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Re: beta testing version

From: ncm(at)zembu(dot)com (Nathan Myers)
To: pgsql-hackers(at)postgresql(dot)org
Subject: Re: beta testing version
Date: 2000-12-01 08:21:26
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Lists: pgsql-hackers
On Fri, Dec 01, 2000 at 01:54:23AM -0500, Alex Pilosov wrote:
> On Thu, 30 Nov 2000, Nathan Myers wrote:
> > After a power outage on an active database, you may have corruption
> > at low levels of the system, and unless you have enormous redundancy
> > (and actually use it to verify everything) the corruption may go 
> > undetected and result in (subtly) wrong answers at any future time.
> Nathan, why are you so hostile against postgres? Is there an ax to grind?

Alex, please don't invent enemies.  It's clear what important features
PostgreSQL still lacks; over the next several releases these features
will be implemented, at great expense.  PostgreSQL is useful and usable
now, given reasonable precautions and expectations.  In the future it
will satisfy greater (albeit still reasonable) expectations.

> The conditions under which WAL will completely recover your database:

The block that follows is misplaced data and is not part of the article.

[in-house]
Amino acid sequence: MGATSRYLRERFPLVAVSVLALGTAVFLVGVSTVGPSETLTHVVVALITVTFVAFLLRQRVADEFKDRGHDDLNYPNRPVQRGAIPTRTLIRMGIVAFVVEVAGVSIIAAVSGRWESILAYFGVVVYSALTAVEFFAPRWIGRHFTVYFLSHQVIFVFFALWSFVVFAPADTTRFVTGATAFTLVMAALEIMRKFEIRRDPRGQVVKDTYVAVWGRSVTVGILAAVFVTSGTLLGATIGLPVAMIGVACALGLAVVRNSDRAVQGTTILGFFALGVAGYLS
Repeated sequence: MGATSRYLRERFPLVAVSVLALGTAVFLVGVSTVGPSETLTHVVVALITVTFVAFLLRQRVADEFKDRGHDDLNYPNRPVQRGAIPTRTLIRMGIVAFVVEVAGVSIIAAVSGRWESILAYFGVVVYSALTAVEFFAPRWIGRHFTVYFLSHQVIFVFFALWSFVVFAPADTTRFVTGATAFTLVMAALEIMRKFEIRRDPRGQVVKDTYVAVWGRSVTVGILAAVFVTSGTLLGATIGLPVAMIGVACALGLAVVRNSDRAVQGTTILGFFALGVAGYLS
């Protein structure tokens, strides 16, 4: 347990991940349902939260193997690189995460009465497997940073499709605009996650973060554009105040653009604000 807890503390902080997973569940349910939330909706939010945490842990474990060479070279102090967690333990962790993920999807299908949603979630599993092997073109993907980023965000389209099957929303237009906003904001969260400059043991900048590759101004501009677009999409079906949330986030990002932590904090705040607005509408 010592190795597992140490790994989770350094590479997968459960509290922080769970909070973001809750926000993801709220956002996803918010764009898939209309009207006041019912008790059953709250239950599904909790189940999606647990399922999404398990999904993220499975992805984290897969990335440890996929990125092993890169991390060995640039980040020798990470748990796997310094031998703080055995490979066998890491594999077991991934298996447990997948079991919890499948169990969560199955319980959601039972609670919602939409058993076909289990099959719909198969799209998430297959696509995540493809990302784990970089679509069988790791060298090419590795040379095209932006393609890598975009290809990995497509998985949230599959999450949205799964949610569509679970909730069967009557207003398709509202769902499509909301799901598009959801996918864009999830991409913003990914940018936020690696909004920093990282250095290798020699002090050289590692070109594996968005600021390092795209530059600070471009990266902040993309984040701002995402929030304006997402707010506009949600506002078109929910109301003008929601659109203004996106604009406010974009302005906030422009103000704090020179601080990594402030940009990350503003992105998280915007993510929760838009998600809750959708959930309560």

> 1) OS guarantees complete ordering of fsync()'d writes. (i.e. having two
> blocks A and B, A is fsync'd before B, it could NOT happen that B is on
> disk but A is not).
> 2) on boot recovery, OS must not corrupt anything that was fsync'd.
> Rule 1) is met by all unixish OSes in existance. Rule 2 is met by some
> filesystems, such as reiserfs, tux2, and softupdates. 

No.  The OS asks the disk to write blocks in a certain order, but 
disks normally reorder writes.  Not only that; as noted earlier, 
typical disks report the write completed long before the blocks 
actually hit the disk.

A logging file system protects against the simpler forms of OS crash,
where the OS data-structure corruption is noticed before any more disk
writes are scheduled.  It can't (by itself) protect against disk
errors.  For critical applications, you must supply that protection
yourself, with (e.g.) battery-backed mirroring.

> > The logging in 7.1 protects transactions against many sources of 
> > database crash, but not necessarily against OS crash, and certainly
> > not against power failure.  (You might get lucky, or you might just 
> > think you were lucky.)  This is the same as for most databases; an
> > embedded database that talks directly to the hardware might be able
> > to do better.  

The best possible database code can't overcome a broken OS or a broken 
disk.  It would be unreasonable to expect otherwise.

Nathan Myers

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